Another thing I have found is that despite everything saying full sun for these guys, mine did NOT like the full sun in my hot, concreted suburban backyard. Instead, I have moved it to a spot that only gets perhaps two to three hours of morning summer sun before it is in shade by 11, and it did a whole lot better there. The sun was scorching the new growth right off, and the leaves were all turning yellow. It is happy and bushy now in more shade, even with very little sun in the midst of winter at the moment. I have it underplanted with an english spinach plant, bok choy, a whole whack of johnny jump-ups, and a succulent as living mulch, and there is a butter bean vine planted in the back of the pot, and it seems to tolerate living with these really well. There is a Salvia in there as well, but it is not doing great in so much shade, so I shall be digging that out soon.

It IS a very spiky plant, though I have never been scratched by it. A little care is needed, but my kids know to be careful, and nobody has been bitten yet!! I have it placed by my front gate, in front of my glass sliding door. We don't use the door as a door, so it is a good security measure, lols.

My biggest problem with the Finger Lime has been ants and APHIDS. The ants persist in wanting to nest underneath the Finger Lime, so I have to flood the pot every few weeks to drive them out again. This has become less of an issue since I underplanted the tree with flowers, etc, as I think the additional root systems around the edge of the pot are keeping the soil more moist than they like. I shall see how this progresses. But they do herd the bloody APHIDS around the tree. Despite wanting to keep my yard as chemical free as possible, I have had to resort to chem aids to rid my poor Lime of the aphids. They tuck into the delicate new growth where I cannot reach them, and so I have had to spray every two-three days for the last four weeks to rid myself of them. The ants will herd them to unsprayed foliage, as well, so you must spray the entire plant if you have aphids, or they will simply reappear elsewhere a few days later. Very annoying.

I was told that I would not get fruit until the tree was at LEAST three years old, but many others seem to have fruit much earlier than that, so I shall see this summer, I suppose.


Planted: 2016

Height 1.5 metres

Growing: In a Pot

Sun/Shade: Low Sun

Water Given in: Spring

When I Fertilise: Spring


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Dwarf Mulberry - Black (Seedling) 9/10

Branny1's Edible Fruits
Update: 580 days 19hrs

Comments: -

Location: RUNCORN Brisbane Southside. Very hot backyard on a concrete slab.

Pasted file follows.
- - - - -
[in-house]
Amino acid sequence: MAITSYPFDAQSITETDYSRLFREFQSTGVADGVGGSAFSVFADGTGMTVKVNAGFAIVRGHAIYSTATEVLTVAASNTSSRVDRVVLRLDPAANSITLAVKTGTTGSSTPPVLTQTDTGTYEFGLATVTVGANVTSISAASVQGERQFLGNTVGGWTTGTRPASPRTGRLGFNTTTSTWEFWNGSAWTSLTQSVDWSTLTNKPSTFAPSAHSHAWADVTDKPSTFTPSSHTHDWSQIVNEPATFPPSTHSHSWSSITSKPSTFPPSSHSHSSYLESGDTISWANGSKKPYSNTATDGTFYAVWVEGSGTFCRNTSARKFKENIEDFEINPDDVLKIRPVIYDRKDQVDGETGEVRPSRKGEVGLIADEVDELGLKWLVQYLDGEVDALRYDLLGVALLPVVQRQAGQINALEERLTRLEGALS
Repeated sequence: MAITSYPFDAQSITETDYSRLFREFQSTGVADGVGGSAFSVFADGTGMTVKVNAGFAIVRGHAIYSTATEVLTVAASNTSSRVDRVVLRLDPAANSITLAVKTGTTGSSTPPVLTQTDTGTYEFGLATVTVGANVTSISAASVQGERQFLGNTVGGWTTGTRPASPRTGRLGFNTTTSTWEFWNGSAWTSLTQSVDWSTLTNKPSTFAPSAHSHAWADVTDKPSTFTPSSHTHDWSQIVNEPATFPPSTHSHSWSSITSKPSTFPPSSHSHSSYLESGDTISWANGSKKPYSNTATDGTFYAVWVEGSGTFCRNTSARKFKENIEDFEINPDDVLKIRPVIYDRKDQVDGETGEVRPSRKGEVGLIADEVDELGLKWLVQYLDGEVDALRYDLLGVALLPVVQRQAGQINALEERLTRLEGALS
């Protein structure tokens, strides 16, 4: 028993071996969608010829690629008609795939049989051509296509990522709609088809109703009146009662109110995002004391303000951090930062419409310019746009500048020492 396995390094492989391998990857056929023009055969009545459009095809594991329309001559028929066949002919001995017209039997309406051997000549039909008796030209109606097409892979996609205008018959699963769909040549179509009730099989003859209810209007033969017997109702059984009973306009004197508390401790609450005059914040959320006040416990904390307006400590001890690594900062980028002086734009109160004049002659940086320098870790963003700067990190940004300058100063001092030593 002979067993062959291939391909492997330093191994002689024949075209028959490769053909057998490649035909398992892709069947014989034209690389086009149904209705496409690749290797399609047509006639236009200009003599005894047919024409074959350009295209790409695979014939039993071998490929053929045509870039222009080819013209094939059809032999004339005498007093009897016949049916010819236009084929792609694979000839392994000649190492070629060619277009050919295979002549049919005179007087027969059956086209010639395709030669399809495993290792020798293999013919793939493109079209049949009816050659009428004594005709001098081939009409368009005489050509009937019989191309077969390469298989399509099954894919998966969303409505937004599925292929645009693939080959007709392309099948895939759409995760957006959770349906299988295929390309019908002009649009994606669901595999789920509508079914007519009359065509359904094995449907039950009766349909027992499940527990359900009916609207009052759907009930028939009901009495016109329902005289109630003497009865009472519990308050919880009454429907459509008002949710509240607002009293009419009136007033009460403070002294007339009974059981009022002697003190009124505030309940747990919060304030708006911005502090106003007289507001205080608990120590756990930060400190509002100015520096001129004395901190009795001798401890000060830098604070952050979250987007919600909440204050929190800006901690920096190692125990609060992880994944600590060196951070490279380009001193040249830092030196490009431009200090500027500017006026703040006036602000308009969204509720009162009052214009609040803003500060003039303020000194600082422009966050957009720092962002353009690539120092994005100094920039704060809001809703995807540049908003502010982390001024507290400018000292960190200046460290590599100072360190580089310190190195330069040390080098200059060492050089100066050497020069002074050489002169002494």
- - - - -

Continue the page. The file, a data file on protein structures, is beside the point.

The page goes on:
Recieved as a christmas pressie 2015. Repotted to a 65L pot late January, with cheap bunnings compost, 1/3 bag of cow poo, a block of coir (soaked in a bucket of water with seasol and mollasses), a handful of organic dynamic lifter for veg, a handful of blood and bone, a sprinkle of lime, and a handful of a rose fertiliser called 'Black Marvel' that I bought on a whim that I find does well with fruit trees- it's high potash.


I should not have waited so long to repot. It struggled in the hot summer here, in it's standard little pot, which I knew it would, since I have managed to kill a few before. It took off really well after repotting- I think mulberries need a larger pot if you aren't going to stick them in the ground, because they will die very quickly if they dry out or overheat. Mine has absolutely exploded with growth, though, since I started popping a half a litre of water from our little table-top pond in there every week. We have fishies, so the water is rich with nutrients.


Besides that, I generally leave it to recieve rain water, or toss a half a litre of water on it near the root zone every other day, with a deeper soak weekly. I expect to water more often in dryer or hotter weather. The pot is also shielded from the sun by another pot in front, but the soil and plant recieve about 4-6 hours morning sun, and completely in shade of the house by afternoon.


I have underplanted it with strawberries, garlic, and garlic chives, and I plan to pop some spinach or sorrel in there, too, now that it has cooled for Autumn. Although I have had a few massive Citrus Swallowtail Butterflies hovering about it, I have no caterpillars on it yet. Fruit flies (both the bigger, fly looking ones, as well as the little mite hovering things) tend to hang about and sit on the leaves for some reason, though that seems to be lessening since I planted the garlic cloves and chives. I plan to hang yellow sticky fruit fly traps this Spring, as I have had an infestation of Citrus Gall Wasp in my lemon and limes this last year. We shall see how that goes.


I know that Mulberries are supposed to be deciduous, but in my part of Brisbane, I have never seen them do much more than thin down a bit. Certainly, mine has lost maybe a dozen leaves -two or three at a time yellowing and falling off- but it just seems to bush out furthur despite the cooling weather. I've been told that I will not get fruit this year, because I have put it in a big enough pot that it will focus on leaf growth rather than fruit, but I cannot really see that as a bad thing (the more growth it has, the more likely it is to survive Summer 2016!) and I cannot confirm this anyway. We'll see how it goes.


Really happy with it so far. I've actually had a hell of a time with all my citrus, so I'm looking forward to watching something be actually productive and healthy in my hotbox of a rental yard.

Planted: 2015

Height 1.5 metres

Growing: In a Pot

Sun/Shade: Medium Sun